Definition of lassitude
- The patient complained of headache, nausea, and lassitude.
- surrendered to an overpowering lassitude, an extreme desire to sit and dream
- —Alan Moorehead
Symptoms of the disease include paleness and lassitude.
our lassitude was such that we couldn't even be bothered to get more soda from the fridge
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Lassitude and weariness make an interesting pair. As with many nearly synonymous pairs of words in English, one is derived from Latin and the other from Old English. Even though they both mean “the condition of being tired,” they are used in different ways. Following a common pattern, the Latinate word tends to be used in technical, medical, and formal writing, and the Old English-derived word is used when referring to physical, emotional, and spiritual qualities.
Lassitude comes from the Latin word lassus, meaning “weary.” Our English spelling comes from the French word that developed directly from Latin, borrowed in the 15th century. In French, the word las (masculine) or lasse (feminine) means “weary” or “tired,” and the idiom être las de means “to be sick and tired of.” This led to another English word with the same root: alas, a word that expresses sadness or disappointment, but conveys some measure of fatigue and resignation as well.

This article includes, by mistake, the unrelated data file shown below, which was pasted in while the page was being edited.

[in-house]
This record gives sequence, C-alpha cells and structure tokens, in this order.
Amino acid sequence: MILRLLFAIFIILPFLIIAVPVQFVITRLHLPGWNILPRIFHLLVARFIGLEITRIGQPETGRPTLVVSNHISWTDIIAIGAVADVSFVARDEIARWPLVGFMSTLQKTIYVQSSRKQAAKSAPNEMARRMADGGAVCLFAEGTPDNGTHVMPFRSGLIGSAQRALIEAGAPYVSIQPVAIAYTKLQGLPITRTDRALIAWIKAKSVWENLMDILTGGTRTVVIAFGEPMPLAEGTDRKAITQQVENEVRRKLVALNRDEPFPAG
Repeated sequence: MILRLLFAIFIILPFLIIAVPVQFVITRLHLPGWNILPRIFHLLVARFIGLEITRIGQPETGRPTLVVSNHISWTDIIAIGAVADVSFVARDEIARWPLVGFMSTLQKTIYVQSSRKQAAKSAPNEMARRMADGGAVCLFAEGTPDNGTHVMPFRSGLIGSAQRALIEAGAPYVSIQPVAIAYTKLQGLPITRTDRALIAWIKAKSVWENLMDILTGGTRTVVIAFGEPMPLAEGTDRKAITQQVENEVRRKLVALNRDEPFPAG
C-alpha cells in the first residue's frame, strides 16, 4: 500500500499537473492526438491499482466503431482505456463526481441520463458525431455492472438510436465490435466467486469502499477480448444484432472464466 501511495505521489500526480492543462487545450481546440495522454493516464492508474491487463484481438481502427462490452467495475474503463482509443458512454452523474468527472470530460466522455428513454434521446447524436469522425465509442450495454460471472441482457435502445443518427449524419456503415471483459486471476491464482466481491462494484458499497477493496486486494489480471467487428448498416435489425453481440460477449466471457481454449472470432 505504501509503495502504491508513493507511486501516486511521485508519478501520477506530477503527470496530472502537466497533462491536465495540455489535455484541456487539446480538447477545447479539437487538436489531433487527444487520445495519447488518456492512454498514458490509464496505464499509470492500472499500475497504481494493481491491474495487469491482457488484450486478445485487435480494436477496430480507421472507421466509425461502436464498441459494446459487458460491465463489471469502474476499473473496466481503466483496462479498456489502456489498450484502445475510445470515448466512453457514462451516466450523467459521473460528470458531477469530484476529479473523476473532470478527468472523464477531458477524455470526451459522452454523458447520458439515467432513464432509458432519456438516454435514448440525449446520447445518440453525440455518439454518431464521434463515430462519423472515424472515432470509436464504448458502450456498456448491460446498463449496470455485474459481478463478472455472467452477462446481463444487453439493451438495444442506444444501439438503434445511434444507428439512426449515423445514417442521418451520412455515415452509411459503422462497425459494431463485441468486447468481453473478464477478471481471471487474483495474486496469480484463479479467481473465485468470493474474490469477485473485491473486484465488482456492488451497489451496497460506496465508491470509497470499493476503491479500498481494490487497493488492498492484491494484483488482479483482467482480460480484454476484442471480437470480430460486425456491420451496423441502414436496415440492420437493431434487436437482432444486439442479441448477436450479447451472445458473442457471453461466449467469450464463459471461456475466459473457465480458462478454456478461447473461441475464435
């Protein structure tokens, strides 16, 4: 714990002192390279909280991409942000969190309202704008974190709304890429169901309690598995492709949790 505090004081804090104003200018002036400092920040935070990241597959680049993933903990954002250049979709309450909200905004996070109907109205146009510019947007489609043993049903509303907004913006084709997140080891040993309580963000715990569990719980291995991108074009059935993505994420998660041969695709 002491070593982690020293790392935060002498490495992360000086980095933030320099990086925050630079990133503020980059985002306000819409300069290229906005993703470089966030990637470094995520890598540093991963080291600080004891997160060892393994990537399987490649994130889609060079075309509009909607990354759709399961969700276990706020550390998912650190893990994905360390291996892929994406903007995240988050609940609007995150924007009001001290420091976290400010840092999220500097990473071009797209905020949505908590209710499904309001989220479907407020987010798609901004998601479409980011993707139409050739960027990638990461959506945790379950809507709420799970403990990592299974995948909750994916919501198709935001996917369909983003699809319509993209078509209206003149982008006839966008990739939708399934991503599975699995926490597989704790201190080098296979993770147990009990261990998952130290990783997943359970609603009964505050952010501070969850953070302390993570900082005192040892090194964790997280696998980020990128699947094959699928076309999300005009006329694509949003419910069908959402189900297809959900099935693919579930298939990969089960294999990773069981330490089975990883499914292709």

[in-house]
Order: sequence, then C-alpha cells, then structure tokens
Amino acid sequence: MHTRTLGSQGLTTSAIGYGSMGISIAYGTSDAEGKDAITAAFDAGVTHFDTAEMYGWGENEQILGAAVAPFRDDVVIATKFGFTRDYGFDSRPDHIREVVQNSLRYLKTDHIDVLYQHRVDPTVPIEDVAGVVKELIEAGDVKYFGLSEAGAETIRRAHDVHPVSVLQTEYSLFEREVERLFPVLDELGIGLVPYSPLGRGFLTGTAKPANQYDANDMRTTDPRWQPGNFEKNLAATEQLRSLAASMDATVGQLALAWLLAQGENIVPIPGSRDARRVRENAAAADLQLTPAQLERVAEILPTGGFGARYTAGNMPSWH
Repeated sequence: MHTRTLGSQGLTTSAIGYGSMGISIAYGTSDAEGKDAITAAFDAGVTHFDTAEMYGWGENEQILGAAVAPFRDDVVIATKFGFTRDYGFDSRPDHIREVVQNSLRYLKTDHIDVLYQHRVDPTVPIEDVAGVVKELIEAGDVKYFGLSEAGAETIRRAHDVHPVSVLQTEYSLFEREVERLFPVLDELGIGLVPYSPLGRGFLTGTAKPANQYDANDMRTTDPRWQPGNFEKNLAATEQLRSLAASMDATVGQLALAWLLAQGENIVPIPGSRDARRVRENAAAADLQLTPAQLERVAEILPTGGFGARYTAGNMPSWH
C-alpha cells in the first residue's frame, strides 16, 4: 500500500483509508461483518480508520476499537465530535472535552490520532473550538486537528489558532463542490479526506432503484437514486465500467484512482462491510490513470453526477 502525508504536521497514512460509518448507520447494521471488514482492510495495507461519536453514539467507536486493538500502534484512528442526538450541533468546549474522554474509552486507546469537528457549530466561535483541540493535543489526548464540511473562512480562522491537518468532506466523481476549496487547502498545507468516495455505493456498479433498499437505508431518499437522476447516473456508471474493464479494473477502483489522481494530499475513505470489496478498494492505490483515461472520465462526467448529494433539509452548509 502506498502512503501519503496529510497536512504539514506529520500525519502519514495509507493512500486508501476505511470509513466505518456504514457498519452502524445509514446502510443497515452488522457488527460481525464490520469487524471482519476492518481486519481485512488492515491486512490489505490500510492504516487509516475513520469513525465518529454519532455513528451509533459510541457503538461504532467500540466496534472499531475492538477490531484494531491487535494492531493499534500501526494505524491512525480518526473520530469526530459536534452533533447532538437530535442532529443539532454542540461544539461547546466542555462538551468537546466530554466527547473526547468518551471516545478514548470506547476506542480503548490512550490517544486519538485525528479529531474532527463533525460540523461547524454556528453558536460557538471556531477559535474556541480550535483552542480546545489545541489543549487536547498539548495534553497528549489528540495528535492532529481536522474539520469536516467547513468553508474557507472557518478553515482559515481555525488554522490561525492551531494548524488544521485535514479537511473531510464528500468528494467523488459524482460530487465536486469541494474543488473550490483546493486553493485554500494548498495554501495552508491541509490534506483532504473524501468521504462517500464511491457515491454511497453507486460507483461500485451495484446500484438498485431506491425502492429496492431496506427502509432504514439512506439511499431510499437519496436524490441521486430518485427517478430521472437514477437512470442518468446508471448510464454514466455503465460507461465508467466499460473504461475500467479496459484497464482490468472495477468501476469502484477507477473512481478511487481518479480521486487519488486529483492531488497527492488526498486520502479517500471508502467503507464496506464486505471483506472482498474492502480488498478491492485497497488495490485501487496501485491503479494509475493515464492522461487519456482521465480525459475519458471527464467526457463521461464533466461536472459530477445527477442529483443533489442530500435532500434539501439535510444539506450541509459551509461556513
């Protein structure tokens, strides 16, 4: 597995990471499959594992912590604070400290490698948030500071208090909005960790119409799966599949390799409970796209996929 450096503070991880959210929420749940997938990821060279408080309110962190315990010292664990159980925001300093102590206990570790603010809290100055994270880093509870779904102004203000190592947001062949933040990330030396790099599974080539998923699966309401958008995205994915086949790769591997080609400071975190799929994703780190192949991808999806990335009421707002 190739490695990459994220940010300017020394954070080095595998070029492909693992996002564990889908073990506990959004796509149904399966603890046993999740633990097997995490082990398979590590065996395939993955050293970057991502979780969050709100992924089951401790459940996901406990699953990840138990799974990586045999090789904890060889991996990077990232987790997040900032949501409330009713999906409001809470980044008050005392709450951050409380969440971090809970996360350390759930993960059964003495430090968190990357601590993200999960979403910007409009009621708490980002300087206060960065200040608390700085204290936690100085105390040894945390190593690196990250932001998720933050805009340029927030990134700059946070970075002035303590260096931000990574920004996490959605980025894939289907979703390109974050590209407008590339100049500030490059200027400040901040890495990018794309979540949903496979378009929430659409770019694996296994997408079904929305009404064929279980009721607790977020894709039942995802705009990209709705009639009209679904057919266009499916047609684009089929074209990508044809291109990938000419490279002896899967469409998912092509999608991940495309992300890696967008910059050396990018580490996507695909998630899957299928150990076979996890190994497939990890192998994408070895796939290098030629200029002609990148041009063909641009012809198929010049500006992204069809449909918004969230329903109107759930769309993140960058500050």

Though it sometimes is just a fancy word for fatigue in medical contexts, lassitude is also used in ways that are metaphorical and closer in meaning to “negligence”:
Congress was being choked by pettiness and lassitude.
The case was delayed because of sheer lassitude.
The failure was the result of moral lassitude.
formal + medical : the condition of being tired : lack of physical or mental energy
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